A Rosh Hashanah Message from Dr. Yehezkel Caine
Dr. Yehezkel Caine,

Dear Friends,

As we enter the final preparations for the coming New Year, it is customary to look back on the year that was. For the hospital, this has been a very busy year.

On the one hand, the continuation of the Covid pandemic, although less virulent than at the beginning, is no less prevalent – especially in the older population. HERZOG, which has been at the forefront of Covid care in the greater Jerusalem area and for the country as a whole, has maintained the only dedicated department in the country to remain open throughout the “ups and downs” of the pandemic. We were recently able to close down the large department in the underground hospital and move the patients into a regular department dedicated to their care. This also includes those who have recovered from the acute phase but are still suffering from the ongoing effects, commonly known as “Long Covid”. This includes patients who need rehabilitation after weeks in bed, as well as a special group of patients who have remained dependent on ventilators and now are slowly being rehabilitated and weaned from the machines. Fortunately, we were able to open the new Rehabilitation Center which almost doubled the number of beds available, a product of the support of donors, such as you.

The underground hospital reverted to its main purpose – not a minute too soon, as the recent events along the Gaza strip dictated the move of patients from hospitals in the South to HERZOG, so as to remove them from danger. Thanks to the extra space that we have, we were able to admit these patients “overnight”.

An important part of any organization is planning for the future. True, in Israel that is fraught with uncertainty, given the special circumstances of the region. I believe that it was Niels Bohr, the famous physicist, who once said that “prediction is difficult – especially of the future!” and nowhere is it more difficult than Israel – the “Land of the Prophets”. Despite this, we have embarked on a major mission to prepare a master plan for the hospital, looking 30 years ahead. This includes planning for the full campus and rezoning our land so as to enable our successors to expand the hospital to cater to the needs of the second half of the 21st century. This, with the help of your own “home-grown” Canadian architect, Tye Farrow.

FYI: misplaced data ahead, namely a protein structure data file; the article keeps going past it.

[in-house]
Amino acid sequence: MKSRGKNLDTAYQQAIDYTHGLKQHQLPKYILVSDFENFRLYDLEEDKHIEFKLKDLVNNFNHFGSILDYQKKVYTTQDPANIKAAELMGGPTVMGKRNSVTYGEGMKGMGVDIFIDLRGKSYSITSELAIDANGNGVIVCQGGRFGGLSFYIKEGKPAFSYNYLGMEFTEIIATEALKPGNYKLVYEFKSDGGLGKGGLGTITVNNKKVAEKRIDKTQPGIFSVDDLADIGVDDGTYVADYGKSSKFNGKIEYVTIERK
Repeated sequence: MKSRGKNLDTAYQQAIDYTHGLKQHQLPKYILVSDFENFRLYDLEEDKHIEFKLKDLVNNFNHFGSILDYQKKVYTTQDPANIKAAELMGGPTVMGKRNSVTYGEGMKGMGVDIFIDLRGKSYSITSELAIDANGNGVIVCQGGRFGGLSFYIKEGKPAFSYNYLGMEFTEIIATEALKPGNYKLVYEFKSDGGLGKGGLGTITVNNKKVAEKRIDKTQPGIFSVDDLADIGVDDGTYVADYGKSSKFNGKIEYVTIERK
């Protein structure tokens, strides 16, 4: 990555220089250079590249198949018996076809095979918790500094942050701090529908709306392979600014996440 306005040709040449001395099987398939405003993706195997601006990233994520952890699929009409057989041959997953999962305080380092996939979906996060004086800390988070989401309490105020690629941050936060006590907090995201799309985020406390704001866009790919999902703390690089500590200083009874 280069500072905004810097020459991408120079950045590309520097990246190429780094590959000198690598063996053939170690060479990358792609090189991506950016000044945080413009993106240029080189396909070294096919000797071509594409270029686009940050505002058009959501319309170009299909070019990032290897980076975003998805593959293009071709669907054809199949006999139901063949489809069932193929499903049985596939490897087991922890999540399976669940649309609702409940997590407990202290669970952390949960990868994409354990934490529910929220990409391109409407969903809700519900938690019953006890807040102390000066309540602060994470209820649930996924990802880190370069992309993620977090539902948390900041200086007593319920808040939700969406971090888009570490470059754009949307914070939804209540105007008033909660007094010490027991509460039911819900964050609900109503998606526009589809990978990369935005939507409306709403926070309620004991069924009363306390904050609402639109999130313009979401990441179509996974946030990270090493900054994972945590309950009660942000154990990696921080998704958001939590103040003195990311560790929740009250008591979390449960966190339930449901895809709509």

We have decided that a special focus of our efforts has to be towards the much-neglected field of mental health. As you may know, the hospital was the first hospital dedicated to mental health in the Middle East, which says a lot for the vision of the founding “mothers” back in the late 19th century. So, it is very fitting that, moving forward, we put a special focus on that much neglected and stigmatized field. We fully expect that we shall be revolutionizing the care of the patients with our long-term plans and the focus of our work, with your help, will be in that area, although not to the neglect of the many other fields, in which we hope to progress.

It is with help from supporters such as you who have gone out of your way to help the hospital develop. For this, we are very grateful. We do not take for granted the support that you give. It is not an exaggeration to state that without this help the hospital would not be the leading institution that it has become, for we receive no government support so ALL development – capital, programmatic and research – is a product of your support.

My deepest personal appreciation for your help, and thank you for all your good work. May the coming year be one of health, happiness, peace and prosperity!

Shanah Tovah from Herzog Hospital!

This Rosh Hashanah, let the sound of the Shofar be your clarion call to action. 
Thanks to the generosity of an anonymous donor, all donations received by 1st November, 2022, up to the amount of $30,000, will be DOUBLED!   Please consider a donation in honour of the New Year, and your generosity will have DOUBLE the immediate and direct impact on the vital work being done at Herzog, and bring us closer to making these diseases treatable, or even curable, in the near future.